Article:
Cultural differences in spatial perception have been little investigated, which gives rise to the impression that spatial cognitive processes might be universal. Contrary to this idea, we demonstrate in deed cultural differences in spatial volume perception of computer generated rooms between Germans and South Koreans.
Our scientist Aurelie Saulton (incl. Heinrich H. Bülthoff, Stephan de la Rosa and Trevor J. Dodds) published a new study in PLOS ONE.
1. Why were you interested in this topic?
When looking at architectural traditions around different places in the world (e.g. European architecture vs. East Asian architecture), it seems that space is conceived differently. For instance, traditional Western architecture is mostly based on symmetry and order with buildings being generally detached from their surroundings, illustrating the domination of men over Nature. In contrast, South Korea's traditional architecture centers on asymmetrical structures, with a specific attention to the relationship between the structure and the surrounding elements of nature. I was wondering whether those architectural differences could extend to the perception of actual spaces.2. What should the average person take away from your study?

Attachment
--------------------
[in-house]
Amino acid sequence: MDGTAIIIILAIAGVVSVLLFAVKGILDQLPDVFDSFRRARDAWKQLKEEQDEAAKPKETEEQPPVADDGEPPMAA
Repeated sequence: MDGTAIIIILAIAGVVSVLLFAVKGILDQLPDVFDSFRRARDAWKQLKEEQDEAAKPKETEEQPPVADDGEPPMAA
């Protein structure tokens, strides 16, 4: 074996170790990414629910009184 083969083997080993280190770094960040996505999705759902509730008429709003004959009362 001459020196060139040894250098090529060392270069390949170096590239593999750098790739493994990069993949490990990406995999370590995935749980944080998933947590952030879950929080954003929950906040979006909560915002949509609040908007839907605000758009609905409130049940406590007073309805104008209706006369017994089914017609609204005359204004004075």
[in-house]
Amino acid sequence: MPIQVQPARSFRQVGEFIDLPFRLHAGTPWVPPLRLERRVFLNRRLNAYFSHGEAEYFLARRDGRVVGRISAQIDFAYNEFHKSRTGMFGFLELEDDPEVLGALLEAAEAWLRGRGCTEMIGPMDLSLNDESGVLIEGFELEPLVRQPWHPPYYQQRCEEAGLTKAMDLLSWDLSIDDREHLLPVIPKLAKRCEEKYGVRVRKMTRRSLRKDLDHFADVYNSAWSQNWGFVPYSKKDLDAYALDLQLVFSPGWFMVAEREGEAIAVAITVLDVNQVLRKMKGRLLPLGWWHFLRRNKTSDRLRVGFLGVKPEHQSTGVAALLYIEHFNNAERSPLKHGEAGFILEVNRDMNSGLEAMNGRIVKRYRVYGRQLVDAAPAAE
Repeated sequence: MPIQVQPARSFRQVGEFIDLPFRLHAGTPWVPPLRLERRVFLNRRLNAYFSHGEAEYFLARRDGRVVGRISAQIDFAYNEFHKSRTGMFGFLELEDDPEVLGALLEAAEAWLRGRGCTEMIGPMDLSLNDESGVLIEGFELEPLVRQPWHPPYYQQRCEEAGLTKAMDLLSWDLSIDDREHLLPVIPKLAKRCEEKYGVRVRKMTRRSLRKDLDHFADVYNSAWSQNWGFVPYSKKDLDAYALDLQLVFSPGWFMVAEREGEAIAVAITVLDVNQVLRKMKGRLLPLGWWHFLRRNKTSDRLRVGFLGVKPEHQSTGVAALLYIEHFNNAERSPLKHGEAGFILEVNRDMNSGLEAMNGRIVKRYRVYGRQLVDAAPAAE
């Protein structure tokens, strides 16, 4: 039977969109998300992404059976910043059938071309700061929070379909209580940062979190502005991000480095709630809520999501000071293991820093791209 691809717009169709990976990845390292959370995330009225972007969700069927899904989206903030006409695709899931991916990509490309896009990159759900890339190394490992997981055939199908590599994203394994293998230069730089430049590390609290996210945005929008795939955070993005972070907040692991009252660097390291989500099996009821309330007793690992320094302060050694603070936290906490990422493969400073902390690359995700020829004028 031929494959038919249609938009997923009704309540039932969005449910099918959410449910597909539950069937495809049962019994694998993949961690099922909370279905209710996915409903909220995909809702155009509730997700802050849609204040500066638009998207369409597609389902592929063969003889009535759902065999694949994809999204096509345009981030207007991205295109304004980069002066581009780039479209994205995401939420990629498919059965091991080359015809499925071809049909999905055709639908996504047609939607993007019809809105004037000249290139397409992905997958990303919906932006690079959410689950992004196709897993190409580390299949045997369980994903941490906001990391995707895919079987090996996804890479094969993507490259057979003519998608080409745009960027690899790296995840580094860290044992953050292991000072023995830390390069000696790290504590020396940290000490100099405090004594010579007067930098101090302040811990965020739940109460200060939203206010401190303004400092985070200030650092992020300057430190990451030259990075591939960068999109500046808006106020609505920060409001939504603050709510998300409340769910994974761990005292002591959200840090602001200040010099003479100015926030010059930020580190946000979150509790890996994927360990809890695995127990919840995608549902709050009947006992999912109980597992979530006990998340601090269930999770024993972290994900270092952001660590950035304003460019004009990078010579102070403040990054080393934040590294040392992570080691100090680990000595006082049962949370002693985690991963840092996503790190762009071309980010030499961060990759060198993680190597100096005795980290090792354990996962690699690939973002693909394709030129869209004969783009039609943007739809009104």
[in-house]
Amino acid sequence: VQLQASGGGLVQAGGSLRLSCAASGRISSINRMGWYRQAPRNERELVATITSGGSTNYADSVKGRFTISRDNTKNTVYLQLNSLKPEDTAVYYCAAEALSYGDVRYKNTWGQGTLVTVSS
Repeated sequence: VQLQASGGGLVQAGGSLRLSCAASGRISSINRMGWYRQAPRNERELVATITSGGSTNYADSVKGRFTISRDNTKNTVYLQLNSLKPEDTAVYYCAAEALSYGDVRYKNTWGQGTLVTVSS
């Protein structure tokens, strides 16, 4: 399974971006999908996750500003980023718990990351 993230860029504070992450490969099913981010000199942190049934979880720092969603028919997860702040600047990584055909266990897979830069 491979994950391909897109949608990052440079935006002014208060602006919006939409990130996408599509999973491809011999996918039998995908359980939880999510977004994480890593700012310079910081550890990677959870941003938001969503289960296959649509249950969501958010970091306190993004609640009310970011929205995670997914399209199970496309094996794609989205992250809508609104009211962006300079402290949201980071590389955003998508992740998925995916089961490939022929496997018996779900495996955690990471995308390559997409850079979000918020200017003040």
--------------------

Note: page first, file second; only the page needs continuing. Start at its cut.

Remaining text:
The size of a room can be judged and perceived differently depending on your culture. In the case of our study, it seems that German and Korean participants process spatial information about room size differently. German individuals seem to over utilize one single dimension of the room and have biased room size perception e.g. perceiving a rectangular room as bigger than a square room of equal volume. In contrast, Korean subjects seem to use more global information about the room leading to a better estimation of the space e.g. their judgments are not as affected by the shape and viewpoint of the space compared to Germans.3. What is your study/paper contributing to the added value for the society?
Our findings offer potential applications for designing public and private spaces in a culturally sensitive manner (e.g. space stations). A common issue in urban planning for living and transportation is how to gain sensation of spaciousness within a limited physical space. Our studies could be used as a guideline for predicting perception of room size in interior architectural design.4. Are there any major caveats? What questions still need to be addressed?
Our results were only tested in the context of visual virtual environments. Real life comprehends many more sensory and cognitive cues than the one used in our experimental setup. The role of those factors (e.g. auditory information, light, colors of the walls, furniture etc.) should be further investigated and integrated to the fact that different cultures might react differently to their effects. In addition, more work need to be done in order to clarify and identify the cognitive/perceptual mechanisms underlying cultural differences in room size perception.
For More information: PLOS ONE: Cultural differences in room size perception
Personal page of Aurelie Saulton